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on the Diamorphine shortage
Since the beginning of 2005 there has been a shortage of diamorphine affecting all patients requiring this drug, including those who are prescribed diamorphine maintenance treatment for the treatment of their drug dependence.
Lack of availability of this treatment, which has proven itself to be a highly successful intervention for some, has caused great hardship.
UKHRA calls for a rational, swift response to the problem. In the short term we call for provision to be made for the repackaging and supply of imported diamorphine, or the greater use of other opioids such as morphine sulphate; and in the longer term we call for action to address the deeper underlying issues that have been highlighted by the shortage, including removing the existing duopoly which has proven incapable of maintaining a reliable supply.
of the shortage
Whilst the problems at Chiron were unexpected, the way in which the shortfall quickly transformed itself into a full blown catastrophe for many patients reveal a deep seated, wholly avoidable problem in the way in which the NHS procures its diamorphine. It highlights a prioritisation of corporate profits over public health.
The core of the problem is that the NHS is compelled to source its requirements of injectable heroin from a tightly controlled, highly profitable duopoly. A duopoly whose existence is directly incompatible with the provision of a vital drug. The NHS pays some £41.36 per gram for diamorphine, as opposed to the £6.30 (9.45 Euro) paid by the Dutch health service. A further factor that contributes to the inordinately high cost differential between UK and Dutch or Swiss diamorphine lies in the difference in production method used. The only licensed form in which diamorphine can be sold in the UK is the most expensive one namely, freeze-dried amps; in both Holland and Switzerland, however, diamorphine is provided as powder, which can be dissolved for injection as required. When we consider that there is currently a glut in the world market of licit diamorphine such that prices have fallen by 12% in the last year, the government's failure to resolve the current crisis is particularly worthy of condemnation.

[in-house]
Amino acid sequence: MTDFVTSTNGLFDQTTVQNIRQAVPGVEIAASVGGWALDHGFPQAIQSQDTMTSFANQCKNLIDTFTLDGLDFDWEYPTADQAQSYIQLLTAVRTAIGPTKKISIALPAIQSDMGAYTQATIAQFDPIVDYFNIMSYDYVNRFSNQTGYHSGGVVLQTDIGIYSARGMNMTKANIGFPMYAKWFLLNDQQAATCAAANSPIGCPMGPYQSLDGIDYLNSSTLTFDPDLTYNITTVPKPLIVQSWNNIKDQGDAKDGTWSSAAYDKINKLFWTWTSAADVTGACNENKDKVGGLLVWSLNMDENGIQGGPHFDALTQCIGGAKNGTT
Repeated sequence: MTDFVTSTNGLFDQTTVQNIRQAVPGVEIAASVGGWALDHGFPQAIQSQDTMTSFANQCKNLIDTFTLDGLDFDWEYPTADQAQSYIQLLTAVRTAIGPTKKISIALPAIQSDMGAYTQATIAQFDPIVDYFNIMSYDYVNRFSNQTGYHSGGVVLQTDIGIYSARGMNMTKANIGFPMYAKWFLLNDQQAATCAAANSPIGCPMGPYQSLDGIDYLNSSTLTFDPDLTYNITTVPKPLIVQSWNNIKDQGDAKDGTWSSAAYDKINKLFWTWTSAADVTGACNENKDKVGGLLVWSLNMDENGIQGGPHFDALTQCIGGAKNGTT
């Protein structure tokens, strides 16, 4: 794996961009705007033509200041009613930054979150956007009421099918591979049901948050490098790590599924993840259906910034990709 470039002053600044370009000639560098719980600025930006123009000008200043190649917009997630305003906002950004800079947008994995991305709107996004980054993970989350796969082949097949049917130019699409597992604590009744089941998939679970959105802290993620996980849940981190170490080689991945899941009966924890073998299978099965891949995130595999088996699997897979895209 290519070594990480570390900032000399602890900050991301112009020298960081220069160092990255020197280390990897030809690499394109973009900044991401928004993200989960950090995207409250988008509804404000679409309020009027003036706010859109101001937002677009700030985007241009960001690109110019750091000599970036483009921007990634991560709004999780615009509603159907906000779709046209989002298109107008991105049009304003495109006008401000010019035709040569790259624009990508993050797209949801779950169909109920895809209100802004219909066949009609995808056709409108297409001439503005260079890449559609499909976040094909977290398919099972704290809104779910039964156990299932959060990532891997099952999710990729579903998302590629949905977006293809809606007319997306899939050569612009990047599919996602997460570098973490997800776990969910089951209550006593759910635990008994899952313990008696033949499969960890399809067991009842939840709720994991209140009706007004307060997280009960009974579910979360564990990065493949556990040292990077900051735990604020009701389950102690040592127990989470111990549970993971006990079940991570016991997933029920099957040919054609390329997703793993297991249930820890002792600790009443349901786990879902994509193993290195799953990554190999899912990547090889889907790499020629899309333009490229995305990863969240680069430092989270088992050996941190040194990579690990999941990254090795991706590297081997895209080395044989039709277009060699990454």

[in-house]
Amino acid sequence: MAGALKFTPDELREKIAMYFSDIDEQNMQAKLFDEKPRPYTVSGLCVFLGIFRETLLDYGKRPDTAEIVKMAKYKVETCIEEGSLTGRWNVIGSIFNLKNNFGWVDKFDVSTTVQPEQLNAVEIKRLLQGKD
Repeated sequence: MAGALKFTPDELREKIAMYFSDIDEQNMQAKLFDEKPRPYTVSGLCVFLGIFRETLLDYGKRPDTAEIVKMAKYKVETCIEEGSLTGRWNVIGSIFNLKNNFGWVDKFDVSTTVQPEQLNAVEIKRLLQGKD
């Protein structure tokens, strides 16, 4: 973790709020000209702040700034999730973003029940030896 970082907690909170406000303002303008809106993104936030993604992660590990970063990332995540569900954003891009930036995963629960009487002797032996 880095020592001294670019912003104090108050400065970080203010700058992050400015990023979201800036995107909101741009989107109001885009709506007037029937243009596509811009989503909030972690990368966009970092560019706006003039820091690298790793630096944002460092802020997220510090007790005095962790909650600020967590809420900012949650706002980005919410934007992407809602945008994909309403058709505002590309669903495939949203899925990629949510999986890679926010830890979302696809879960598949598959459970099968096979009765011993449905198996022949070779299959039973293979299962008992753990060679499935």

to the problem
One of the reasons given for throwing out the last such challenge, in 1995, was that "the importation of narcotic drugs from another member state [of the European Community] would threaten the viability of a sole licensed manufacturer of those drugs in the Member State, and that the reliability of supply of those drugs for medical purposes in that member state would be jeopardized" . In normal circumstances such an argument would seem to be contradictory; in the midst of a wholly artificial shortage, having profoundly deleterious effects on the health and wellbeing of those prescribed diamorphine, the argument is plain obscene.
In their recently published 'Diamorphine Shortage: A briefing for drug treatment service users' the National Treatment Agency (NTA) acknowledge that "there have been concerns that supplies from other countries could have been bought in". Indeed there have . These concerns are given short shrift by the NTA on purely, easily overcome technical grounds, namely that "diamorphine used in Switzerland and the Netherlands is only available as high-dose multi-use vials (e.g. 10g). The department of health has investigated and found that 'multi-dose vials are generally not suitable for use as take home supplies in the UK." To make matters still worse, yet another pharmaceutical company currently holds, and is able to provide, 25g, 5g, and 2g tubs of diamorphine hydrochloride to pharmacists. For those currently suffering this will be an insulting response, and not least of all because according to the NTA "the current situation will continue until at least February 2006".
UKHRA 14th September 2005